Sappy? There’s definitely a powerfully cathartic element to Lovelessness, with the band’s bloody, dripping hearts hanging off their sleeves, but sappy isn’t one of the adjectives that springs to mind when describing the group’s third release on California’s Metal Blade Records.
“To me, it’s just melancholic and sappy,” Farwell insists. “No doubt, it’s still violent and heavy and stuff, but it’s coming from a different place. It’s been a tough year. I had a bunch of people die on me. My dog passed away. It’s been rough.”
Milo, Farwell’s Husky–Great Dane cross, inspired the opening track, “An Old Friend”, and features prominently in the album art; the visceral, red-hued cover is a photograph of the tumour that killed him.
“It’s violence and death and love all together in one,” Farwell explains. “Milo was the one sort of link I had to all that could possibly be good in this world, because he was the most loving and loyal and gentle being I’d ever been around. He taught me patience and love and all that good stuff. He was a good fuckin’ dude, man, and he was stoic until the end: didn’t show me pain, didn’t show me any suffering. Just a beautiful creature that got taken way too soon for no fuckin’ good reason that I can see.”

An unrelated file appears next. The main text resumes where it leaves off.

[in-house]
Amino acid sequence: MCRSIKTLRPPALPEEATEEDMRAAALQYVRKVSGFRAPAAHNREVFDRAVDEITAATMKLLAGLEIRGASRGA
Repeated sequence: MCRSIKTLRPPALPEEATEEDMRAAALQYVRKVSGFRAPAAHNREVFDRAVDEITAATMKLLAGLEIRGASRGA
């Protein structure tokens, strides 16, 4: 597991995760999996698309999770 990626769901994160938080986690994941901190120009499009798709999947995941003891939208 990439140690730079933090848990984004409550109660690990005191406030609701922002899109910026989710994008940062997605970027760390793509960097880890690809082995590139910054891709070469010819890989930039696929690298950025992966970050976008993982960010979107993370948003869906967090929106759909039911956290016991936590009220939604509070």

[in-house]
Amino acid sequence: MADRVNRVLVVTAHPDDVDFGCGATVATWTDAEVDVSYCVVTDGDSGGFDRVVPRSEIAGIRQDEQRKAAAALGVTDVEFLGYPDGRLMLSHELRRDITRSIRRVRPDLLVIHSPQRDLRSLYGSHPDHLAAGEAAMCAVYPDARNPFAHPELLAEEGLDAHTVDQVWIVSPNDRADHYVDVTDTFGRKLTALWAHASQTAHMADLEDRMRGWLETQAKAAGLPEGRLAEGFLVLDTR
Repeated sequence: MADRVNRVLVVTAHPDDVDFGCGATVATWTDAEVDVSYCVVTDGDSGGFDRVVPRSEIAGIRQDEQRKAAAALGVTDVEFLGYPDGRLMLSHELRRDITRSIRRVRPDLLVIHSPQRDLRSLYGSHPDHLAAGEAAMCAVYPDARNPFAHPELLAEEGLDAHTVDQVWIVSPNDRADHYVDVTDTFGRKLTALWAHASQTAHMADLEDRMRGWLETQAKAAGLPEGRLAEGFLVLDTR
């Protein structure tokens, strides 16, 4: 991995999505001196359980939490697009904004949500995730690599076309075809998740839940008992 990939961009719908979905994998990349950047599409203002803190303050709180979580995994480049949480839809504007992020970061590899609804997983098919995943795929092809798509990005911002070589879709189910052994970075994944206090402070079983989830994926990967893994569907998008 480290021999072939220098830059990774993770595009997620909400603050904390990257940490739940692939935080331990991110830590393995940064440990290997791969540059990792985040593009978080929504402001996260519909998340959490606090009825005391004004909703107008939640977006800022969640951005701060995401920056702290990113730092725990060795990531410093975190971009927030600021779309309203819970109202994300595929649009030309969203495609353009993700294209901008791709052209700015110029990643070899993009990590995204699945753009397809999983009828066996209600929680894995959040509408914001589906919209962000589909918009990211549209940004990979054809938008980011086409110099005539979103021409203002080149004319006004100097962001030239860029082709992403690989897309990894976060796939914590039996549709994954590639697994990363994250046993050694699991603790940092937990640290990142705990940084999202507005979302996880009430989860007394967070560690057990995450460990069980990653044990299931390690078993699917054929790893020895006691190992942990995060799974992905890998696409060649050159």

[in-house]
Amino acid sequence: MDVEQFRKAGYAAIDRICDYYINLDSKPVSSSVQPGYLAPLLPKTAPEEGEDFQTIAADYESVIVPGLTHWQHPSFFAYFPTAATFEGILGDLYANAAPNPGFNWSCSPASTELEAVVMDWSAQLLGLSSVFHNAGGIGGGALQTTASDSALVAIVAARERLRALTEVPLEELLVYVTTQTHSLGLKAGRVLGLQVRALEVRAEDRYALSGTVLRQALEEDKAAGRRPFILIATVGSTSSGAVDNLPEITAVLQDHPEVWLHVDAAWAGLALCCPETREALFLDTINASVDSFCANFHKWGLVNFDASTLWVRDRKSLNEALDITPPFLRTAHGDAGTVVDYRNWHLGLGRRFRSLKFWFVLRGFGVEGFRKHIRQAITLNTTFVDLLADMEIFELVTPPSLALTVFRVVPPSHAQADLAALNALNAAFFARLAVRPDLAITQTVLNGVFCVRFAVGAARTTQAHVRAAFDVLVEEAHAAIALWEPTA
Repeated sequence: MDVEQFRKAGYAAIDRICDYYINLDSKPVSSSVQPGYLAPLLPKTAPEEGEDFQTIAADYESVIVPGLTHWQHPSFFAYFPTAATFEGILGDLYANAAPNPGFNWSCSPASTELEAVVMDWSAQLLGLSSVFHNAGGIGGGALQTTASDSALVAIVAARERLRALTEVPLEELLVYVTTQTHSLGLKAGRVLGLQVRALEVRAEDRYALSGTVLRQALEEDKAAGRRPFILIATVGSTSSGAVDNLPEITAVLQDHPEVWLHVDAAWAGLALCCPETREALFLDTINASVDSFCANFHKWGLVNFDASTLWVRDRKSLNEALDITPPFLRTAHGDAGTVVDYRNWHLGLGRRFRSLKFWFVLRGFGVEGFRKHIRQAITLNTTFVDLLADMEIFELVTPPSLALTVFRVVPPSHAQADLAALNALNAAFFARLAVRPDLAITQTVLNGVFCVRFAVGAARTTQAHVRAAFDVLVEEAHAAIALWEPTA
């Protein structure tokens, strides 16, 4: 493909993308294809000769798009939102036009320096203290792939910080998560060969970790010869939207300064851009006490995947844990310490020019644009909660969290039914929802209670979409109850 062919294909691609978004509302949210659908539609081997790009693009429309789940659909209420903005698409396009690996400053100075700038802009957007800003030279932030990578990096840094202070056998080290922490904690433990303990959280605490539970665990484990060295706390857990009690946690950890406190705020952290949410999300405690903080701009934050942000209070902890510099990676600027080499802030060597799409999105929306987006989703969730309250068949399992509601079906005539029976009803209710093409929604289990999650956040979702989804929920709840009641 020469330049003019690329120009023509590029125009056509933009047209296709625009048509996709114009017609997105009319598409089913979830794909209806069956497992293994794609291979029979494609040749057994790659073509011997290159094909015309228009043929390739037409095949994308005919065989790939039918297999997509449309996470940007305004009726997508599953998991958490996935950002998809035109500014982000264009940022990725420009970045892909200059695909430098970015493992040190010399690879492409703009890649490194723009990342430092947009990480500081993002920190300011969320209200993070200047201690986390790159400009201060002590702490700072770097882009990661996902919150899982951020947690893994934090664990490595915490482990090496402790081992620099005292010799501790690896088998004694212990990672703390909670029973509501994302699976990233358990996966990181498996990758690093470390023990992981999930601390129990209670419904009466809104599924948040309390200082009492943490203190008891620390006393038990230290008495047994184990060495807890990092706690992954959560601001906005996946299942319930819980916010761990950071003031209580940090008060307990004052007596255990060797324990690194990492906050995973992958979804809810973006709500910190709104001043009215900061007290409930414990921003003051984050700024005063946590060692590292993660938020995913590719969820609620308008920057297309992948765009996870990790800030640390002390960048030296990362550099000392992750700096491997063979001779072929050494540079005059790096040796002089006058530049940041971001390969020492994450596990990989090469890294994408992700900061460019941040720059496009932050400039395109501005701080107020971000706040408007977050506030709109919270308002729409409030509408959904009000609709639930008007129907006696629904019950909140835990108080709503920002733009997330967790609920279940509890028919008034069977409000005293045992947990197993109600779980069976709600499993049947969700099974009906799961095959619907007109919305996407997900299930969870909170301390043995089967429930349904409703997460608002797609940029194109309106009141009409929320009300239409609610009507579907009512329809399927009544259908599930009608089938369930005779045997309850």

Even Farwell’s day job factors into the songwriting; “Clozapine Dream” is inspired by a powerful anti-psychotic some of his clients are prescribed, as part of his gig as a “budget social worker” on Vancouver’s Downtown Eastside.
Besides the Farwell-centric nature of Lovelessness, there are other changes from past Bison releases. Original drummer Brad Mackinnon and long-time cover artist Mike Payette are absent; so is Jesse Gander, who recorded the last three Bison albums at the Hive. Instead, the band set out for Chicago, to record with producer Sanford Parker, noted for his work with Yob, Nachtmystium, and Unearthly Trance. The resulting release—out now on CD, with a red vinyl gatefold in the works for War on Music—combines grandiose, heavy-as-fuck sludge metal with rough-hewn, wrathful thrash, often in the same song, as on “Last and First Things”.